Damon is from Iran. He is an asylum seeker to Australia. He is currently “in the system” to be processed for a permanent resident visa. The current immigration laws in Australia have severely narrowed the opportunities for resettlement. Therefore, his status is uncertain, this causes anxiety and a sense of insecurity. Plans cannot be made for the future, as it is unclear if he can remain in this country.
Damon left his home two years ago, in a bid to escape the repressive Islamist state that is modern day Iran. Nearly all forms of self-determination and freedom of expression are restricted. All visual artists face severe censorship. Many have been imprisoned for the content of their work.
In Iran, Damon worked for a large advertising firm as a staff photographer. He has developed a lifetime of skills, both in the commercial market and in his own personal work as a photographer.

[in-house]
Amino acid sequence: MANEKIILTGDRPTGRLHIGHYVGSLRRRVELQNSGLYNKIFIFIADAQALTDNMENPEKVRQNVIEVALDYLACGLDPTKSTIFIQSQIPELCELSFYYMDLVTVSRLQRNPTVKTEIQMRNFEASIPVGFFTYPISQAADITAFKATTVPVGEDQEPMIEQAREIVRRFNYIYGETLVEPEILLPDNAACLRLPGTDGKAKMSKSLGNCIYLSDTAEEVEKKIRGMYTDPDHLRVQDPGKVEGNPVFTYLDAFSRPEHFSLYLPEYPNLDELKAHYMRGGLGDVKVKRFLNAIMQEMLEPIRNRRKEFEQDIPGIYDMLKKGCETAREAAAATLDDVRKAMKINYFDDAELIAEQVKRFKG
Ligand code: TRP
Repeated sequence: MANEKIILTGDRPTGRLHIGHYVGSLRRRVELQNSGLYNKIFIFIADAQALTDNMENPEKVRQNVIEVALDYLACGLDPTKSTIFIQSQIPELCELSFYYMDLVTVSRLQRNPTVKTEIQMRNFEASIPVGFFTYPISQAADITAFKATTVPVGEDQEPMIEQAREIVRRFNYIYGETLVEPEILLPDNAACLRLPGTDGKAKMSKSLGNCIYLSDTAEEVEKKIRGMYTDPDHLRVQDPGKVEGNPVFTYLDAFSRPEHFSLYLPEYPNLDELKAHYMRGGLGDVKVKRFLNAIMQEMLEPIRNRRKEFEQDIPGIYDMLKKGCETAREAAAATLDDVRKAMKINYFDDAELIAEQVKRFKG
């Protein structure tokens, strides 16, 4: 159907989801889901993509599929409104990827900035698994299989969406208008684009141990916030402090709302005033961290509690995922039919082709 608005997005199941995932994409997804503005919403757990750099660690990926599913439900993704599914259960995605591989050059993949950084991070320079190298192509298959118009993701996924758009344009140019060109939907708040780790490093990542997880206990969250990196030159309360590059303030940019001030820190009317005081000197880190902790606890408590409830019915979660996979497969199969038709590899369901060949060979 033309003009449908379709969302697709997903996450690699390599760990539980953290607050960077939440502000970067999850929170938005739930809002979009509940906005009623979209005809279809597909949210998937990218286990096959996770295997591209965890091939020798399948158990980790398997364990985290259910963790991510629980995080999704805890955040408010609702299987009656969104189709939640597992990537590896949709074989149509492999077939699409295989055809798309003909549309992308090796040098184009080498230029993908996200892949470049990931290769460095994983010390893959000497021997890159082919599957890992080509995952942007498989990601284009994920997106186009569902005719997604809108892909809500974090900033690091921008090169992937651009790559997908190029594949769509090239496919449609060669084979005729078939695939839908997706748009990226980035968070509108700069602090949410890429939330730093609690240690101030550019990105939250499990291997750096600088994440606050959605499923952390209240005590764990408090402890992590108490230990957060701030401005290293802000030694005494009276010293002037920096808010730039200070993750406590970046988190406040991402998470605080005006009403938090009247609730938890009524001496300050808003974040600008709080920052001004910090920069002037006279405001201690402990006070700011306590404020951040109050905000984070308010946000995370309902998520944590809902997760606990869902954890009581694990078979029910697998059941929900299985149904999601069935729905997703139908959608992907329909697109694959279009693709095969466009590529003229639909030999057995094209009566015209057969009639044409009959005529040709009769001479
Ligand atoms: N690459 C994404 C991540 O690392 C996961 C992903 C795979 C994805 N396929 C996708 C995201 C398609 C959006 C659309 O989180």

Since the 1979 Iranian Revolution, the legal system has been under Islamic Shari ‘a law. All sexual relations that occur outside a traditional, heterosexual marriage are illegal. No legal distinction is made between consensual or non-consensual sexual contact. LGBT relations that occur between consenting adults in private are a crime and carry a maximum punishment of death. Transgender people are routinely gender reassigned with Government financial support and then ‘reinstated’ back into a ‘hetereonormative environment.
In this context the images created with Damon take on a special significance, a symbolic significance. The concept of masking and veiling authentic identity and sexuality is a daily practice in Iran. The images capture this sense of forbidden almost fetishistic desire, a deeply transgressive stance. As much as they are about repression, they also contain a sense of powerful protest and exaltation that these images could even be represented.